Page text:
This week in Instructional Technologies 501, I explored a variety of social networking sites, in addition to some handy applications I already use, like Google Reader. To keep things concise and because of amount of programs I would like to briefly cover, this week’s reflection will be more of an annotated list of greatest hits than a narrative.

  • First up this week is a nifty video maker that produces sounds & sights that are captivating and professional looking: Animoto. As for incorporating this tool in the classroom, I am currently working on a video that will introduce what life was like in Post World War II America. Hopefully, seeing pictures of the 19040 World’s Fair and the Futurama exhibit, accompanied by retro music will spark a curiosity about that period in history and have students excited to move forward through the unit. While I am using Animoto as an introduction to the material, it could also be used for review or to illustrate a small but important, detailed part of history, such as a particular battle. It could also be used to make an illustrative biographical sketch of a historical figure.
  • Next, I refined my LinkedIn profile and began to connect with classmates. LinkedIn provides an excellent opportunity to network and search for jobs.
  • In continuing to expand my personal learning network, I explored and subscribed to new blogs of the educational and political variety on my Google Reader. Of all of the tools on the internet, this is probably one of my favorites, almost edging out Facebook! Google Reader allows you to put all of your favorite blogs in one place, in a format of a feed that is quite similar to Facebook’s newsfeed. I love having everything in one place and also being able to see variety. I will go from reading an educational  article from the Britannica Blog to reading about how to cook affordable meals from Budget Bytes— both of which I highly recommend!
  • Then, there is always Facebook. Unfortunately, when we hear the words “Facebook” and “teacher” together, it is typically related to scandal, such as a teacher getting fired for posting controversial pictures on Facebook. However, it obviously has potential for educational purposes. It is still a good place to follow educational people and organizations. For instance, I see and learn things from The Brilliant Blog by Annie Murphy Paul everyday because it is posted alongside my friends’ updates. Her Facebook, Twitter, and blog are all integrated but I see her articles most through Facebook because I use it the most. Facebook is incredibly accessible and easy to use.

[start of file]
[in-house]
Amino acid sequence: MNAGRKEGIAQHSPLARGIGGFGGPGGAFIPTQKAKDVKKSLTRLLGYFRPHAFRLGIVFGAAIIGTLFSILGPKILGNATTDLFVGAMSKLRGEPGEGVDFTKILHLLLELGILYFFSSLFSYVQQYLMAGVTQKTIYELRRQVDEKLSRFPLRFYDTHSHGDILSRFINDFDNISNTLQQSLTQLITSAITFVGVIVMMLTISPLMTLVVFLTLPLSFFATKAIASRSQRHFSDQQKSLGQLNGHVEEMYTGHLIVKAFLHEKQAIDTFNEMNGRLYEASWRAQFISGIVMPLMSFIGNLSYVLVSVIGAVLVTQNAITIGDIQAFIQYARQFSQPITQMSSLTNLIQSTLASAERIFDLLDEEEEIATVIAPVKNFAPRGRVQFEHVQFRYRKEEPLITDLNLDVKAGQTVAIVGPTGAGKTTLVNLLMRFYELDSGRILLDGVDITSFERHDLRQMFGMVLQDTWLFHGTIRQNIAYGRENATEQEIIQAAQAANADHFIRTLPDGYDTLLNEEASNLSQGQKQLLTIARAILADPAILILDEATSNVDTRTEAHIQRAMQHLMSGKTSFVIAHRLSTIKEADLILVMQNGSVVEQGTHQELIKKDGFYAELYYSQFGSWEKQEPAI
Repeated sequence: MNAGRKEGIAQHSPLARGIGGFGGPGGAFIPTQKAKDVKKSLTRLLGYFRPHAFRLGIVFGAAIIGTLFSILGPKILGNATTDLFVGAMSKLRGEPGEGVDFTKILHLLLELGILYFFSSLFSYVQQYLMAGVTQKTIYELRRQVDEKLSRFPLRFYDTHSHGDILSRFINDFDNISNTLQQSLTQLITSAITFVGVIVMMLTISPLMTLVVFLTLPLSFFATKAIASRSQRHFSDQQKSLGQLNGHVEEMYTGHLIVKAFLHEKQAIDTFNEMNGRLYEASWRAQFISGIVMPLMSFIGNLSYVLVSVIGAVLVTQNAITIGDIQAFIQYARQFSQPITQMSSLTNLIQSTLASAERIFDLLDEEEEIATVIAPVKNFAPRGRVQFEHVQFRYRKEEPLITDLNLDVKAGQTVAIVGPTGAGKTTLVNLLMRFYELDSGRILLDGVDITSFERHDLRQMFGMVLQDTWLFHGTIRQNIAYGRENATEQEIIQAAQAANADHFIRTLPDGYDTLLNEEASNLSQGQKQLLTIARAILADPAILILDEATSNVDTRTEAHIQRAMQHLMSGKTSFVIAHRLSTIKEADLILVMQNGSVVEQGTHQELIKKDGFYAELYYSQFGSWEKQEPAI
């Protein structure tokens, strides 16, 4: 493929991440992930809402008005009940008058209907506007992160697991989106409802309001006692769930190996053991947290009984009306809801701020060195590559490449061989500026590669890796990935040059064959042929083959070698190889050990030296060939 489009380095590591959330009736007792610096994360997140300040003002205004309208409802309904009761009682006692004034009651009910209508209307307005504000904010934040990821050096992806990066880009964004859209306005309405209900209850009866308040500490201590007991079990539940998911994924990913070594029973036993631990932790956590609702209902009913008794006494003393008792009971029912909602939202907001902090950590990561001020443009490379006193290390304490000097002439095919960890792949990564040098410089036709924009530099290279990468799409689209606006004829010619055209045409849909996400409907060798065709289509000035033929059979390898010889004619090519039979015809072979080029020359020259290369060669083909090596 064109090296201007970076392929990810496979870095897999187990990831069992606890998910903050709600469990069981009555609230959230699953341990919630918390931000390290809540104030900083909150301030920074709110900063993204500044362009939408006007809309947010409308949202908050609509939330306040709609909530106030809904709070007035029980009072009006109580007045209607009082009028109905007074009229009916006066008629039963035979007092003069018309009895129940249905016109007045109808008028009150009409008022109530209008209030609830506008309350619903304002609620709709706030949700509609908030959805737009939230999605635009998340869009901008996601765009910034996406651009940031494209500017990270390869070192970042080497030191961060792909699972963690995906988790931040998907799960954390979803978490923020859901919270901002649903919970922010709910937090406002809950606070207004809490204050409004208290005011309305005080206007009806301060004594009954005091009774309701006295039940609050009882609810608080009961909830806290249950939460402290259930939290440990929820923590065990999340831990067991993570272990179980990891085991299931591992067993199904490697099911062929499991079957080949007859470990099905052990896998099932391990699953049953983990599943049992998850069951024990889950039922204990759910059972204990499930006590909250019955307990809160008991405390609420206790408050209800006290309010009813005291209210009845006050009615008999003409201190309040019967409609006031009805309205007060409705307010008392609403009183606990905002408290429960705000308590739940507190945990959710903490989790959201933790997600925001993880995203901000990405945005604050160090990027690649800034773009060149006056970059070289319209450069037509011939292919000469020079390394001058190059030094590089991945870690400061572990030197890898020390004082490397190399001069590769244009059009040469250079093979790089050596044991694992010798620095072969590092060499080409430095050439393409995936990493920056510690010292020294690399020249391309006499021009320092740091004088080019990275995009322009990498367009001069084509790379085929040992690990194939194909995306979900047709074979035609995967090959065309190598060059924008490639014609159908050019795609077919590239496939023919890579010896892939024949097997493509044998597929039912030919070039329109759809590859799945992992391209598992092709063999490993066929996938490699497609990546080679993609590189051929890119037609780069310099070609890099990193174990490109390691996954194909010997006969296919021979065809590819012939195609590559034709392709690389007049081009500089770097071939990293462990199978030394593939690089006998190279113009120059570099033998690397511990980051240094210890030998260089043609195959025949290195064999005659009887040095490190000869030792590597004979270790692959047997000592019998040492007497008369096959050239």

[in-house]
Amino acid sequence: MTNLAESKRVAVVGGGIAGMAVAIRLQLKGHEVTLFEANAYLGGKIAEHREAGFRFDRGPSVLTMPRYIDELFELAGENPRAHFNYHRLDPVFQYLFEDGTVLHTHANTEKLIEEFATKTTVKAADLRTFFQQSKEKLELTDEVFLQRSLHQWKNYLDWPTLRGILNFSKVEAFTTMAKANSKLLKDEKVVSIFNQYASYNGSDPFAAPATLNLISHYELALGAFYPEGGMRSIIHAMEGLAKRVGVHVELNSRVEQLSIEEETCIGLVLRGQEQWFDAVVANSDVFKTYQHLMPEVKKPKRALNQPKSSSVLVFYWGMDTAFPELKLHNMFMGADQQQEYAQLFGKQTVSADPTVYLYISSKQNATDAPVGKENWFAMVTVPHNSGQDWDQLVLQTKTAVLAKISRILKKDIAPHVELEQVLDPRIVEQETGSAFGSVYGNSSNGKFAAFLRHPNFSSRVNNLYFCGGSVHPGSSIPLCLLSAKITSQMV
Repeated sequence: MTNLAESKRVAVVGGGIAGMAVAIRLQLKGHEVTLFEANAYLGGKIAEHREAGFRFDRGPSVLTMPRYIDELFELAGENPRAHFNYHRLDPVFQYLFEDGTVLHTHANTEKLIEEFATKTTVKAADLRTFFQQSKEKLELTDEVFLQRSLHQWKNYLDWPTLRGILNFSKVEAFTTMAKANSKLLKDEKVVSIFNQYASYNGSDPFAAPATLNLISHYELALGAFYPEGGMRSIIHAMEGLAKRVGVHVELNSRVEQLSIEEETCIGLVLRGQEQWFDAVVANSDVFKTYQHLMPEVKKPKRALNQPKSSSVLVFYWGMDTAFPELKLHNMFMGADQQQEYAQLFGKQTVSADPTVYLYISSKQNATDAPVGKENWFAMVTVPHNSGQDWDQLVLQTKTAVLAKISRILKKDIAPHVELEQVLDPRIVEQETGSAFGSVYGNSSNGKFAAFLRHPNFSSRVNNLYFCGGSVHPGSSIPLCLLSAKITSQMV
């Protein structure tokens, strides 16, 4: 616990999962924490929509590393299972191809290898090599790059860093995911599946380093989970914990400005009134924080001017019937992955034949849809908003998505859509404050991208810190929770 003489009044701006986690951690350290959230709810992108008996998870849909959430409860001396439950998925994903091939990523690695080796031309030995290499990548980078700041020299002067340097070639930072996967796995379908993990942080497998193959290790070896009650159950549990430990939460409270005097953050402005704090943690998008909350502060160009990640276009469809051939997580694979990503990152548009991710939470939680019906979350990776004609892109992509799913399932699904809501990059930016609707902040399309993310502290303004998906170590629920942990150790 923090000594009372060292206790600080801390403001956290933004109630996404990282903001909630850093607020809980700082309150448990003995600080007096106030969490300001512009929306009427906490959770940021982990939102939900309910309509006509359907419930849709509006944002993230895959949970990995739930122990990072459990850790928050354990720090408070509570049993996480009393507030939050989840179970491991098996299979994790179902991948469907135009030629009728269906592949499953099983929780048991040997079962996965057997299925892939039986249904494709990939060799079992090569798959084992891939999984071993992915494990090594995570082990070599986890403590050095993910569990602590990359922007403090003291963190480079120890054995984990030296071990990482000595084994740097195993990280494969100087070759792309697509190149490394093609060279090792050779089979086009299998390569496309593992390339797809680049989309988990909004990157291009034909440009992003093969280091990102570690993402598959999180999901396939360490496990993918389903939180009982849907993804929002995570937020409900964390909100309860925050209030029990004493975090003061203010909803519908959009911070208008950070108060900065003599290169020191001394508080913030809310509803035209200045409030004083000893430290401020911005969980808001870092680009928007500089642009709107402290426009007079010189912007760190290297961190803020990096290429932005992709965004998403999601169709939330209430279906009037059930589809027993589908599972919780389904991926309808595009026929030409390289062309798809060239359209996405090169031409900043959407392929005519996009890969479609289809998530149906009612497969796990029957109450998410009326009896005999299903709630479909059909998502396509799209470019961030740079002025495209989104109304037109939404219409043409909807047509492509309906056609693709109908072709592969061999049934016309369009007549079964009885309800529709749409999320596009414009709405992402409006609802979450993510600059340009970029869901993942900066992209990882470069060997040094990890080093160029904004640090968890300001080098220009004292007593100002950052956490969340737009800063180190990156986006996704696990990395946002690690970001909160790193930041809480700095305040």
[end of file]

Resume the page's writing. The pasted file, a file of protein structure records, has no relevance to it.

• Of course the other most widely used social networking site is Twitter. Once again, Twitter is unfortunately frequently abused and used to post super personal updates and/or bash unpopular things or people; however, it, too, can also be used to learn about the newest research and current events really quickly. Because posts are short, you can scroll through hundreds of posts and learn about a myriad of topics in a matter of minutes!  Talk about efficient! Some of my favorite educational twitter feeds are:
    •  Association for Psychological Science (APS): I like this one because I can read short blips from the newest research studies in psychology, which often relate to education, and only read the long study if I find it particularly relevant or profound.
    • Daniel Willingham: I follow him for the same reasons as the APS but, his posts more narrowly pertain to educational, cognitive psychology– like how we learn and what happens in the brain when we learn.
    • Today’s Document by the US National Archives: As a social studies teacher, finding high quality primary sources can be tough but it is incredibly important. Following a feed like this helps make primary sources more accessible and easier to digest. Instead of hurriedly scrambling for one for a lesson plan tomorrow, I can make note of and bookmark potential sources for future lessons.
    • American History Museum: Almost more interesting than documents are artifacts. While this feed is informative, they always manage to make history fun and captivating. Even the non-history buff will enjoy this Twitter feed!

    All in all, there is no shortage of educational websites, blogs, and social networking sites. The list is literally endless, which is one of the many reasons it is critical that we learn to assess and pick the best, most reliable sources of information. More importantly, we have to do this for ourselves but also, to model such information literacy to our students and expose them to high quality sources of news and knowledge. At the end of the day, I am developing my own personal learning network but also setting a standard for what that looks like to my students, so that they may develop their own.

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INDT Week 4 Reflection: Creativity & Exploring Scratch

This week I was excited to delve into more uncharted territory, from a blog/news search engine organized by categories called Technorati to Scratch, a program that allows anyone to create interesting animations, games, and interactive video clips. While I have done lots of exploring this week, I would like to focus on my experimentation with Scratch. When I learned that it enabled teachers, or anyone for that matter, to use fairly basic code to create video games, I became determined to figure it out and play around with it. I watched the tutorial video, downloaded the program, and simply started clicking buttons to see what happened, without any particular aim or clear idea of what the final product might look like. As I saw certain images or sounds, I began to toy with different directions and ways that this could be used in the classroom.